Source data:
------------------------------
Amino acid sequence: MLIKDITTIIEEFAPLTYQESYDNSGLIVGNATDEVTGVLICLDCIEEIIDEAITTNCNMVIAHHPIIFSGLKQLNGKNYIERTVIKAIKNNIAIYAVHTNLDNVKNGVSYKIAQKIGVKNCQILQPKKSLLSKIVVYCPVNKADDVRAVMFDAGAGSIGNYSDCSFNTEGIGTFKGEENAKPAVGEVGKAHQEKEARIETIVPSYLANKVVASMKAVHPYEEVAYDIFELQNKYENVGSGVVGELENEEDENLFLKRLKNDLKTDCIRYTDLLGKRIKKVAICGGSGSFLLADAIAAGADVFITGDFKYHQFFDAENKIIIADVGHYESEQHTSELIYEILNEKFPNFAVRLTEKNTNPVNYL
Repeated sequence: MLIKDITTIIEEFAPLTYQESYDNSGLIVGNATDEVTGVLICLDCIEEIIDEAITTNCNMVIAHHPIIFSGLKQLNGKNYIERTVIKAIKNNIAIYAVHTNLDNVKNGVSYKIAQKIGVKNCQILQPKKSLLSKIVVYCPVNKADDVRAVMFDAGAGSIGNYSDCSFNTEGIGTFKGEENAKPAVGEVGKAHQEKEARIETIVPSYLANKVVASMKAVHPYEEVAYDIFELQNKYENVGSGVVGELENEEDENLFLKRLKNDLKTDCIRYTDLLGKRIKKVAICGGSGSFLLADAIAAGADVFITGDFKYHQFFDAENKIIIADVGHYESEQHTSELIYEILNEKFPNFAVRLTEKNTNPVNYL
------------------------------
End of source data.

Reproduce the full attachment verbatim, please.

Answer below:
Amino acid sequence: MLIKDITTIIEEFAPLTYQESYDNSGLIVGNATDEVTGVLICLDCIEEIIDEAITTNCNMVIAHHPIIFSGLKQLNGKNYIERTVIKAIKNNIAIYAVHTNLDNVKNGVSYKIAQKIGVKNCQILQPKKSLLSKIVVYCPVNKADDVRAVMFDAGAGSIGNYSDCSFNTEGIGTFKGEENAKPAVGEVGKAHQEKEARIETIVPSYLANKVVASMKAVHPYEEVAYDIFELQNKYENVGSGVVGELENEEDENLFLKRLKNDLKTDCIRYTDLLGKRIKKVAICGGSGSFLLADAIAAGADVFITGDFKYHQFFDAENKIIIADVGHYESEQHTSELIYEILNEKFPNFAVRLTEKNTNPVNYL
Repeated sequence: MLIKDITTIIEEFAPLTYQESYDNSGLIVGNATDEVTGVLICLDCIEEIIDEAITTNCNMVIAHHPIIFSGLKQLNGKNYIERTVIKAIKNNIAIYAVHTNLDNVKNGVSYKIAQKIGVKNCQILQPKKSLLSKIVVYCPVNKADDVRAVMFDAGAGSIGNYSDCSFNTEGIGTFKGEENAKPAVGEVGKAHQEKEARIETIVPSYLANKVVASMKAVHPYEEVAYDIFELQNKYENVGSGVVGELENEEDENLFLKRLKNDLKTDCIRYTDLLGKRIKKVAICGGSGSFLLADAIAAGADVFITGDFKYHQFFDAENKIIIADVGHYESEQHTSELIYEILNEKFPNFAVRLTEKNTNPVNYL